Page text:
WASHINGTON, D.C.– Congresswoman Carol Miller (R-WV) recently led nine of her colleagues in sending a bipartisan letter to the U.S. Olympic and Paralympic Committee (USOPC) requesting American Paralympic athletes be allowed to have their own Personal Care Assistant (PCA) accompany them during the Tokyo 2020 Paralympics.
This letter is in response to USOPC’s decision, along with other Olympic leadership committees, to permit only essential staff into Japan amid the COVID-19 pandemic. Essential staff does not include PCAs, meaning Paralympic athletes may have to compete without their proper care person or drop out of the games entirely.
The letter reads in part, "We understand the decision made by the five Olympic-affiliated entities to reduce on-site staff due to the pandemic. However, a PCA is essential for athletes with disabilities and impairments. Disabled athletes without a PCA could potentially find themselves in high-risk situations. It is unreasonable to expect these individuals to navigate and compete in the games without assistance, and a PCA should fall under the category of essential staff. With access and availability of vaccines, we see this safety measure as unnecessary. As Members of Congress, we encourage USOPC to ensure that all athletes receive the reasonable accommodations they request as a result of their disability. All participants in the Paralympic Games should have the support they need to feel comfortable competing on behalf of the United States of America."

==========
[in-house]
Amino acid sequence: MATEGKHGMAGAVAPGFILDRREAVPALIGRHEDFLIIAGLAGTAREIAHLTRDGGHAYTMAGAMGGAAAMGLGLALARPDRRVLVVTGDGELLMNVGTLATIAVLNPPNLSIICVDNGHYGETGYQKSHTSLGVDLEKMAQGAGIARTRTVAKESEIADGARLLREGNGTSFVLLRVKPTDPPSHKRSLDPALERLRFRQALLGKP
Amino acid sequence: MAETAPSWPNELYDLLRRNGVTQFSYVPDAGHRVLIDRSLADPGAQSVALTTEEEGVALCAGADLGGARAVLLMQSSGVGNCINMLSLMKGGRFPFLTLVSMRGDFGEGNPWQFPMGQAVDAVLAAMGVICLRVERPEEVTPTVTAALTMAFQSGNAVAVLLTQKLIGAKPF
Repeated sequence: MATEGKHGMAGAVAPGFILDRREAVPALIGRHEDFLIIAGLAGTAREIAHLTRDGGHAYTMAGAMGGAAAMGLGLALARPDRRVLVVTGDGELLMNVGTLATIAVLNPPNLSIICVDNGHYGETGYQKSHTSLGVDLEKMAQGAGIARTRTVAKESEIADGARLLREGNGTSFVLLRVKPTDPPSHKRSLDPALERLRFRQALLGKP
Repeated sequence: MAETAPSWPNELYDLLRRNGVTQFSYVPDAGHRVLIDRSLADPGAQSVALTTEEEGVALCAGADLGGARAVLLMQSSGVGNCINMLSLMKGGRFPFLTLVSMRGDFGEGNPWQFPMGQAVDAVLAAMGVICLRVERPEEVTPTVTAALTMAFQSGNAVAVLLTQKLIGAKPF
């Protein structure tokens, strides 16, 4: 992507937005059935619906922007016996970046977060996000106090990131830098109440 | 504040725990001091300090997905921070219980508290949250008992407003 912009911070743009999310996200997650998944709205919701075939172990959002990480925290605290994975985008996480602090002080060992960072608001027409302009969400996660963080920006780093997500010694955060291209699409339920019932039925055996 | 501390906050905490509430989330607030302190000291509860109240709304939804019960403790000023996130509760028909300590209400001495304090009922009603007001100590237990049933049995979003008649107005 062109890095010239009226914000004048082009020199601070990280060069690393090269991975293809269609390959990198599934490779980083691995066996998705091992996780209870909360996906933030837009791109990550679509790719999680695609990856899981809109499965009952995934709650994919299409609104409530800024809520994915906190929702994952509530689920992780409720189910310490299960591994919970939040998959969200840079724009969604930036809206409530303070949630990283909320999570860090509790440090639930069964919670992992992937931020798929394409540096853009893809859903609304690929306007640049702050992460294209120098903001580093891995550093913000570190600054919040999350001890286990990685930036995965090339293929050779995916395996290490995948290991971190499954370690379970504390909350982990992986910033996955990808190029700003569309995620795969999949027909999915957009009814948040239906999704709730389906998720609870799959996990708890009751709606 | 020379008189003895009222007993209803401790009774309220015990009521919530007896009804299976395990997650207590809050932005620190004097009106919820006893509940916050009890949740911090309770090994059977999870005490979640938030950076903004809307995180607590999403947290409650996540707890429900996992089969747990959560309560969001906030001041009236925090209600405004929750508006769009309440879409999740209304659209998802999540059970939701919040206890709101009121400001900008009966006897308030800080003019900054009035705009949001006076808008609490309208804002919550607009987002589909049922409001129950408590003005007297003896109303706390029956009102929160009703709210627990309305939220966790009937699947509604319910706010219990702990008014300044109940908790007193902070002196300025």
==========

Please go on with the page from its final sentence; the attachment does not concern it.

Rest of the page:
In addition to Congresswoman Miller, the letter is signed by Reps. Cathy McMorris Rodgers (R-WA), Michael C. Burgess, M.D. (R-TX), Jackie Walorski (R-IN), Kelly Armstrong (R-ND), Suzanne Bonamici (D-OR), Brian Mast (R-FL), Glenn ‘GT’ Thompson (R-PA), Brad R. Wenstrup, D.P.M. (R-OH), and Maria Elvira Salazar (R-FL).
Click here to read the full letter.